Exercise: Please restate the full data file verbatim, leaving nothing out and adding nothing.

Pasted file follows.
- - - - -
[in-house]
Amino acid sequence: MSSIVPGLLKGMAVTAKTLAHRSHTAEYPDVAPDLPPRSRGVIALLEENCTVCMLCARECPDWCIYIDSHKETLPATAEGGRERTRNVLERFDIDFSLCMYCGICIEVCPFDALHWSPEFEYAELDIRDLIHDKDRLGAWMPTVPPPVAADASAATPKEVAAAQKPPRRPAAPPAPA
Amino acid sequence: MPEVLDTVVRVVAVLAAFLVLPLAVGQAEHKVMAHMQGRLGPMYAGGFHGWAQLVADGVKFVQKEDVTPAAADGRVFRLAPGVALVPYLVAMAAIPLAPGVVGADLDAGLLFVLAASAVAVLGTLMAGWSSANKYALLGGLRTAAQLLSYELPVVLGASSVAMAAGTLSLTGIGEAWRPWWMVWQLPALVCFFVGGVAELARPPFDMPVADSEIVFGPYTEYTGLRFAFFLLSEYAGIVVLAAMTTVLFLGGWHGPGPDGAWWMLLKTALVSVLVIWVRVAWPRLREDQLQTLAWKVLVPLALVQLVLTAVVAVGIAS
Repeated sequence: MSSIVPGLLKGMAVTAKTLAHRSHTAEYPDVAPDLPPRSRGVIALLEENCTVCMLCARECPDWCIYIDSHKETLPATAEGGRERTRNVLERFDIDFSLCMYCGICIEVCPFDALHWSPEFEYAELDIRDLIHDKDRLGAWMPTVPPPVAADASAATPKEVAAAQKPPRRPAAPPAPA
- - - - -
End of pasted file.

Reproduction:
[in-house]
Amino acid sequence: MSSIVPGLLKGMAVTAKTLAHRSHTAEYPDVAPDLPPRSRGVIALLEENCTVCMLCARECPDWCIYIDSHKETLPATAEGGRERTRNVLERFDIDFSLCMYCGICIEVCPFDALHWSPEFEYAELDIRDLIHDKDRLGAWMPTVPPPVAADASAATPKEVAAAQKPPRRPAAPPAPA
Amino acid sequence: MPEVLDTVVRVVAVLAAFLVLPLAVGQAEHKVMAHMQGRLGPMYAGGFHGWAQLVADGVKFVQKEDVTPAAADGRVFRLAPGVALVPYLVAMAAIPLAPGVVGADLDAGLLFVLAASAVAVLGTLMAGWSSANKYALLGGLRTAAQLLSYELPVVLGASSVAMAAGTLSLTGIGEAWRPWWMVWQLPALVCFFVGGVAELARPPFDMPVADSEIVFGPYTEYTGLRFAFFLLSEYAGIVVLAAMTTVLFLGGWHGPGPDGAWWMLLKTALVSVLVIWVRVAWPRLREDQLQTLAWKVLVPLALVQLVLTAVVAVGIAS
Repeated sequence: MSSIVPGLLKGMAVTAKTLAHRSHTAEYPDVAPDLPPRSRGVIALLEENCTVCMLCARECPDWCIYIDSHKETLPATAEGGRERTRNVLERFDIDFSLCMYCGICIEVCPFDALHWSPEFEYAELDIRDLIHDKDRLGAWMPTVPPPVAADASAATPKEVAAAQKPPRRPAAPPAPA